In rural America, the message we hear is this: Go and get an education. Leave your small town and make something of yourself. Success and opportunity are found elsewhere. Leave. Go.
After graduating from KIPP in Helena, Arkansas, I did go.
I went to Colby College in Maine. I had visited the school ahead of time, so I knew what I was getting myself into. I knew about the difference in weather. I understood the difference in socio-economic atmosphere. But I wanted to stretch myself and get out of my comfort zone. And you know what? I absolutely loved my time there. But one thing took me by surprise—the lack of rural representation. Most of the other students at Colby were from big cities: New York, Boston, Los Angeles, San Francisco. And when I had conversations with these students—in or outside of class—we almost always focused on issues facing large American cities. In my education classes, it was always “urban this” and “urban that.”
It was like small town America didn’t exist.
And this urban bias doesn’t just happen on college campuses. I went to an education conference a couple years ago, and a prominent politician—someone who had been at the forefront of educational reform—was there to deliver a keynote. I was chosen to be part of a small group that got to meet with him. So there we are, five or six of us sitting in a room, and I ask him, “What are your thoughts on the state of rural education?” And this politician, this man who had done so much for educational innovation, was speechless. He literally could not answer.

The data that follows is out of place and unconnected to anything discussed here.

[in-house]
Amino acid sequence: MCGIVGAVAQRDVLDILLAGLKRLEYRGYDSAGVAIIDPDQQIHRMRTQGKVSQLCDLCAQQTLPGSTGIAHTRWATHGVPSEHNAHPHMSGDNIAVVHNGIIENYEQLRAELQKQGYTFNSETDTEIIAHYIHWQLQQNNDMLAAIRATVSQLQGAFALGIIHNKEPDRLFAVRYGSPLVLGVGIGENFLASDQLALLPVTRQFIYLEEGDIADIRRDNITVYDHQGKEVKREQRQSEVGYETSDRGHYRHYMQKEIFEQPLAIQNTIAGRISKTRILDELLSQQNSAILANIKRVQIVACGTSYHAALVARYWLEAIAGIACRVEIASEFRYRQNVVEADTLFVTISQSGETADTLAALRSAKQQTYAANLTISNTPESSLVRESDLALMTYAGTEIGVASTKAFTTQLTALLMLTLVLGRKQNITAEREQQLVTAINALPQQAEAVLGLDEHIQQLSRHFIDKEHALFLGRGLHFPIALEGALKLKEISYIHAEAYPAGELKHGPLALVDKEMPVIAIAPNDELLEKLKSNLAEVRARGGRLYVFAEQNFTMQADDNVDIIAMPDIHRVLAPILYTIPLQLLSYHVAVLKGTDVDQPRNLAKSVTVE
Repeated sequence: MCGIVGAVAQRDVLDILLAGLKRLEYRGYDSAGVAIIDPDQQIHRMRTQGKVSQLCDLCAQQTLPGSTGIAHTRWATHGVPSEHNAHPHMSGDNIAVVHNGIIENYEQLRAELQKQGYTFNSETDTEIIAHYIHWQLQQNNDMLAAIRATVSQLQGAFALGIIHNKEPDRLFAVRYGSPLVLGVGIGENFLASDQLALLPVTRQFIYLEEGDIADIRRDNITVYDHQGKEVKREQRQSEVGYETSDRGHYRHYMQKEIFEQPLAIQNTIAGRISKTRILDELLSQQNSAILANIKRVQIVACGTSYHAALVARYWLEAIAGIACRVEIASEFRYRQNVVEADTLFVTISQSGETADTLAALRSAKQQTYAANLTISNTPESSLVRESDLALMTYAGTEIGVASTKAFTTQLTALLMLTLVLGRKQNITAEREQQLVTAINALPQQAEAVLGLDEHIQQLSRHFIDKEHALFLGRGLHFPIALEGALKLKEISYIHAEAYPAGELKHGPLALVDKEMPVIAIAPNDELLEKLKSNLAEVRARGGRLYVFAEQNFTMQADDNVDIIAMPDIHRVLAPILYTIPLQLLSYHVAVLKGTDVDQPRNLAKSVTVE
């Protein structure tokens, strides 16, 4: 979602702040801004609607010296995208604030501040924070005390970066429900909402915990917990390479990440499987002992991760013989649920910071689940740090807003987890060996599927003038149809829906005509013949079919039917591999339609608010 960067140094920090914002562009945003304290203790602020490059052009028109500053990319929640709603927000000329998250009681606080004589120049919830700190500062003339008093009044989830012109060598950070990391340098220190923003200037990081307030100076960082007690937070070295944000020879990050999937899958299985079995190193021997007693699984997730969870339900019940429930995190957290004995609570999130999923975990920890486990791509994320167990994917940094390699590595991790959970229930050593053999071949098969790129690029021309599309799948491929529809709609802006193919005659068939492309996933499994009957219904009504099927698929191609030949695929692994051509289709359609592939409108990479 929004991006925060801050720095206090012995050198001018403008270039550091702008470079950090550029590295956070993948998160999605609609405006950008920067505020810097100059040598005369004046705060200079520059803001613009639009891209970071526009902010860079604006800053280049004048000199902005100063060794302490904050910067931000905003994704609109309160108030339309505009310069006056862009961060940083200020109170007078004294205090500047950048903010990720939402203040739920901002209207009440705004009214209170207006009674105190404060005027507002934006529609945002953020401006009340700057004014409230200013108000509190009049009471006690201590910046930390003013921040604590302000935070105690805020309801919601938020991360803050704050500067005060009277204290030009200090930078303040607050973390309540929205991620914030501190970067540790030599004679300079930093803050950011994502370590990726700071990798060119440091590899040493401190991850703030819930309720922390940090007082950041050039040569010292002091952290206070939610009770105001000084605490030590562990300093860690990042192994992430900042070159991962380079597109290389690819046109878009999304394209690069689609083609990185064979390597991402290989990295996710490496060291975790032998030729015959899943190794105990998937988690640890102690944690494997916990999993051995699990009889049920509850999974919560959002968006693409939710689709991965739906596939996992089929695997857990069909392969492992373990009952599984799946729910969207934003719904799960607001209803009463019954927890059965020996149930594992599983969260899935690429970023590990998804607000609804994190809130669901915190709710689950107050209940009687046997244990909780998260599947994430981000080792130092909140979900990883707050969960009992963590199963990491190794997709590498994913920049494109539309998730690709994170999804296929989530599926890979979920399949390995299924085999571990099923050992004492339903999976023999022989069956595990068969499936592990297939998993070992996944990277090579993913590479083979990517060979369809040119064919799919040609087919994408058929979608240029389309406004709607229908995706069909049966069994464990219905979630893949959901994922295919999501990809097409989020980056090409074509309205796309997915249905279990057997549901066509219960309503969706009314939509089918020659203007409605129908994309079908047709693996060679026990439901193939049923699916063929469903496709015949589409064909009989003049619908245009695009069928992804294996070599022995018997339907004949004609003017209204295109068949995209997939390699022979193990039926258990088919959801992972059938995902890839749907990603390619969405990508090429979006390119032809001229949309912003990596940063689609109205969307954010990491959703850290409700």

I’ll never forget that moment. It speaks to a larger truth. Towns like mine—experiences like mine—are left out of the narrative.
This trend of exporting talent and resources to our big cities—this mindset of leaving small towns and never coming back—I don’t want to add to that movement. I want to reverse that movement.
I want to get on the rooftop and yell, “Look at us! Don’t leave us out! There is talent in rural America! There is opportunity in rural America!” But for people to believe it, they have to see it. So a year and a half ago, upon graduating from Colby, I returned to the place that had given me so much.
Now it’s my turn to help people younger than me. Helena is home. Home is a place worth investing in. And you know what? I’m a sixth grade teacher at KIPP Delta now.
So I found opportunity in rural America.